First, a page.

With new signs every week that the recovery is taking hold, Congress should be relishing the chance to pass a transportation bill. But House Republicans are more keen to continue waging ideological wars in the run-up to elections than to bring some much-needed relief to America's commuters and to workers hard hit in the construction industry. The House should follow the Senate's lead and pass a transportation bill without further delay.
House Speaker John Boehner has only his caucus to blame for the collapse of a wide-ranging transportation bill last month. Its call to end dedicated funding for mass transit and for a vast expansion of domestic offshore oil drilling was more of the same red meat that party extremists have come to lard on every major piece of legislation. The Senate showed the strong bipartisan appeal of fixing up the nation's roads and putting people to work in passing the legislation 74-22. Now House leaders are looking for an alternative that would pass with both hard-right House members and Senate moderates.
The Senate's $109 billion bill would largely keep funding for highway and transit projects at current levels for the next two years. It would free up financing for major transportation works and give states more flexibility to address their most pressing transportation needs. The bill consolidates some programs and provides fast-track permitting in certain cases. The measure is more practical than ambitious, but it provides continuity to the states by extending funding for transportation for two years. The current program will otherwise expire March 31.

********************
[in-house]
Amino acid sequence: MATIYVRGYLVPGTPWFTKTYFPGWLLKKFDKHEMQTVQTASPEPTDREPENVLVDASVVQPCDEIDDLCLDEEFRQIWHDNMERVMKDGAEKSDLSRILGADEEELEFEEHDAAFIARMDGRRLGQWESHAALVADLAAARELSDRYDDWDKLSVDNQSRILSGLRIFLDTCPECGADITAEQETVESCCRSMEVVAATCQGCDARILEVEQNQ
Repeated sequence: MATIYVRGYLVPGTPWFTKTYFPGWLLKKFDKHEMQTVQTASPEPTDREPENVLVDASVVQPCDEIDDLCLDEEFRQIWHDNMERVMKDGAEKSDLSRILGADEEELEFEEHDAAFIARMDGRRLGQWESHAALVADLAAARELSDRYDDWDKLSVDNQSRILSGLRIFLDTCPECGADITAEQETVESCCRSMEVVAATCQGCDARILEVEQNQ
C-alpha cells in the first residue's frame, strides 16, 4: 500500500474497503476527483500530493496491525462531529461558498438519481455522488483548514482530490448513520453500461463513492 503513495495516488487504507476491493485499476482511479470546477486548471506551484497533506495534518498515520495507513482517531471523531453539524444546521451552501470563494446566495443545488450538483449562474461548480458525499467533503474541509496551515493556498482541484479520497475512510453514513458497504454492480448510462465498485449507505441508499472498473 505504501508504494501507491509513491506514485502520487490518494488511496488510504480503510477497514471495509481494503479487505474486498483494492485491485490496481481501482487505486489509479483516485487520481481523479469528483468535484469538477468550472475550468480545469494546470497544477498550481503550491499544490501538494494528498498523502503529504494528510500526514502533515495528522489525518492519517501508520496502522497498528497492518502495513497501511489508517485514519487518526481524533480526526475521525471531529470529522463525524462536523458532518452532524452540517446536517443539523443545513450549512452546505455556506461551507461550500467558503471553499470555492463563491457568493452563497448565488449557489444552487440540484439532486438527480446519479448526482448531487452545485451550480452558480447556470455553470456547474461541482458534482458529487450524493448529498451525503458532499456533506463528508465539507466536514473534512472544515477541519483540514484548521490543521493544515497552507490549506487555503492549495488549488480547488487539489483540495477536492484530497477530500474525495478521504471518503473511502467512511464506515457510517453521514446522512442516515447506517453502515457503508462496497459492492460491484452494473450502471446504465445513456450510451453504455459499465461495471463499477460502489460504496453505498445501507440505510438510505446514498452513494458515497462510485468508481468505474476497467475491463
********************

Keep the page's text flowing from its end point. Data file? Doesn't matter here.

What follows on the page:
House Republicans say the Senate bill does not address the fundamental problem of relying on waning receipts from federal gas tax revenues to finance the nation's transit needs. That critique would be more valid if Republicans were offering up alternatives, but they are not. Higher taxes would not pass this year anyway. The Senate bill at least buys time to get beyond this year's elections, setting the stage for a much calmer debate on fair and reliable sources for transportation funding. And the bill provides communities and contractors with the certainty they need to finance and complete construction projects that can be years in the making. An analysis by the office of U.S. Rep. Kathy Castor, D-Tampa, found that Florida would receive an increase of $23 million under the Senate's bill, as one of 15 states to fare better by reauthorizing the highway program.
The chairman of the House Transportation Committee, Rep. John Mica, R-Winter Park, said Tuesday that the House would consider a short-term extension to the current highway funding bill rather than take up the Senate legislation. House leaders need to start leading on an issue of vital national importance. Clogged transportation systems are costing this nation dearly in wasted energy, lost productivity and the competitiveness of entire communities. States cannot look ahead when Congress manages the nation's infrastructure on a short-term basis. The Senate bill is a reasonable starting point; it might also be one of the very few achievements Congress could take home in this election year. Kicking the can down the road may spare House Republicans from having to reach across the aisle, but it certainly wouldn't bolster the economic recovery.